Is Wildrose violating copyrights in new ads?


The nice. And now …


..  the nasty.

Those are two ads out today from Alberta’s official opposition as they try to steal seats in four byelections underway right now in Alberta.

But they also land in the the heat of hot debate among Parliament Hill journalists sparked by news first reported last night by CTV , that the Conservative government has plans, as CTV put it, “to allow political parties to use content published and broadcast by news organizations for free in their own political ads.”
For example …


University of Ottawa professor Michael Geist — arguably the top scholar in the country when it comes to the intersection of our digital worls and intellectual property and copyright issues — writes that no such laws are required, that our copyright act already allows for this kind of “fair dealing” and that courts have already ruled in favour of the kind of use contemplated in this secret government proposal.

” I think the government should simply rely on existing law. With a robust fair dealing provision and a cap on liability for non-commercial infringement, the risk of an infringement claim is low.  This proposal may be a solution in search of a problem and we would do better to test the boundaries of the current law rather than bury an exception in a budget bill.”

Geist is no fan of the current Conservative government but notes: “Copyright law should not be used to stifle legitimate speech. Political speech – even noxious attack ads – surely qualifies as important speech that merits protection (see this CDT analysis for similar concerns in the US). I am not a fan of attack ads, but attempts to use copyright to claim absolute rights over the use of a portion of a video clip is surely counter to basic principles of fair dealing (in Canada) or fair use.”

In a follow-up post and after reading the government’s proposal, Geist says the proposal from the Conservatives is too “narrow” and would give some speech rights only to political organizations. “The creation of an exception that only allows a select few to benefit is not a provision that can be defended on freedom of political speech grounds. We are all entitled to exercise our political speech rights. A new exception that guards against copyright stifling such speech should apply to all.”

Now, the “Nice” ad released by the Wildrose clearly has no copyright issues. It’s all original stuff featuring their leader.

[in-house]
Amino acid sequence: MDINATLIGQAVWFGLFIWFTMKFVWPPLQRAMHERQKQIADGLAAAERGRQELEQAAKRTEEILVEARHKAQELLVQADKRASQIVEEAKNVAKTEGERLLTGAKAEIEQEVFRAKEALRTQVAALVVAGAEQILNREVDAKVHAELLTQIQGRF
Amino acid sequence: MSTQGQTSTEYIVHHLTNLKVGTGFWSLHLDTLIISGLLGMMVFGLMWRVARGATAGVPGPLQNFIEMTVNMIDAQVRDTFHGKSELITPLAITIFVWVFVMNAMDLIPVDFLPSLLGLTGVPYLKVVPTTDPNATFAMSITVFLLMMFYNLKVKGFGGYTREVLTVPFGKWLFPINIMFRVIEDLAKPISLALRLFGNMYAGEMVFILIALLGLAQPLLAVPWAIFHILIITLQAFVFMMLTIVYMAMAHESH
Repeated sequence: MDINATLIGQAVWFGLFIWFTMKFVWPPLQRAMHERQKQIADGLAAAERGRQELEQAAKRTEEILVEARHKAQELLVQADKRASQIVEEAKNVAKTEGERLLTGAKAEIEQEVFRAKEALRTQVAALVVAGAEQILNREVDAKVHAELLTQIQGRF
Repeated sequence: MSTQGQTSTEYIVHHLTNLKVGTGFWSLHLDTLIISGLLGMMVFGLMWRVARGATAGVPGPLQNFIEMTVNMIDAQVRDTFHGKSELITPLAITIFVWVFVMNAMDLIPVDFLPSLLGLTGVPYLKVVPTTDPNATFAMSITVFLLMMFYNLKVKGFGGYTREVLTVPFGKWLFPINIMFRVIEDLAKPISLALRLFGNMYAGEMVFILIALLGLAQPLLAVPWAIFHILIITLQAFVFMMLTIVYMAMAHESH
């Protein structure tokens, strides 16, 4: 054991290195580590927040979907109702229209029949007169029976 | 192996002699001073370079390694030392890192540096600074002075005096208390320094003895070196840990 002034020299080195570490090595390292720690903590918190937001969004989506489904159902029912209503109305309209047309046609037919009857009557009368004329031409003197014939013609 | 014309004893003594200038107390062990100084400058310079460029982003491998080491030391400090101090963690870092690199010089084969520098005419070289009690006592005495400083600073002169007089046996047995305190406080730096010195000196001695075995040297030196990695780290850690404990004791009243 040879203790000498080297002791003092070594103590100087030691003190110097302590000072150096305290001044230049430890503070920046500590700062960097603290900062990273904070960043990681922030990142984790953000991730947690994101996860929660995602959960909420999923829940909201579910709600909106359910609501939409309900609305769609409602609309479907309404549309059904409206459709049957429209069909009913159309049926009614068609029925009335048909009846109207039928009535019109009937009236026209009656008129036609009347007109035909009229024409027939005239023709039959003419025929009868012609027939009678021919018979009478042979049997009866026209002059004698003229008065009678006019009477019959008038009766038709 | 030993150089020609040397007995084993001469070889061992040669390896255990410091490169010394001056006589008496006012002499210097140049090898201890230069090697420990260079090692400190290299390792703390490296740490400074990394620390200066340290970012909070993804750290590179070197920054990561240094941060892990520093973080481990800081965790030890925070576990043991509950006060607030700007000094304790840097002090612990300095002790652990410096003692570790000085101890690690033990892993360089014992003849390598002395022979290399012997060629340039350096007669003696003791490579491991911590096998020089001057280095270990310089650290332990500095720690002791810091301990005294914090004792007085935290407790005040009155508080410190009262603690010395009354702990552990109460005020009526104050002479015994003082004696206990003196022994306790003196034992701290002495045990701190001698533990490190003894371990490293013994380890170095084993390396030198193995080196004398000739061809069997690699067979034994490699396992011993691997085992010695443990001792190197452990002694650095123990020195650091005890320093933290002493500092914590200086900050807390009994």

But go back again and take a look at that “Nasty” Wildrose ad. Here’s a real, live case of a political party using, mashing up, and quoting from work done by journalists. In fact,there’s only about eight or nine seconds of that that is not lifted from a news source.

The opening video montage featuring pictures of former premier Alison Redford, new  premier Jim Prentice raising his hands in victory and later we see what Wildrose is the ‘money’ shot — Prentice hugging Redford. Wild Rose hopes that three or four second video of the hug makes the visual point that the current Prentice-led PC Party is no different from the scandal-plagued Redford-led PCs. That video was shot by CPAC cameras at the what is often referred to as the Lougheed Dinner, a Public Policy Forum where the late premier was honoured. Prentice introduced Redford and said many nice things about Redford, some things which, given subsequent events are now quite cringe-worthy if you’re a Prentice fan and which I would fully expect would be great fodder for more Wild Rose attack ads.

But note also that the attack lifts headlines from the Calgary Herald, and Global News. Is it ok to lift quotes from print or Web publications, much like the way movie critics are featured by Hollywood studios in ads for new films? Or is it a different when there is video involved?

What do you think? Have any rights — copyrights — of CPAC, the Calgary Herald or Global News been abused here by Wild Rose?

One thought on “Is Wildrose violating copyrights in new ads?”

  1. Imagine if political parties could deny news media the right to air clips of their TV ads or show photos of their billboard ads. The media, whose ultimate goal is to generate profit, have a right to use these copyrighted works for editorial purposes without paying for them, and rightly so. They may be newsworthy and it is in the public interest for journalists to be able criticize them and also show viewers the content so they can to come to their own conclusions. Freedom of the speech is a two-way street, and we should afford political parties the same privileges as the press in this regard. Reporters can excerpt portions of a movie or song or book for editorial purposes without needing permission, and it should be the same for political groups.

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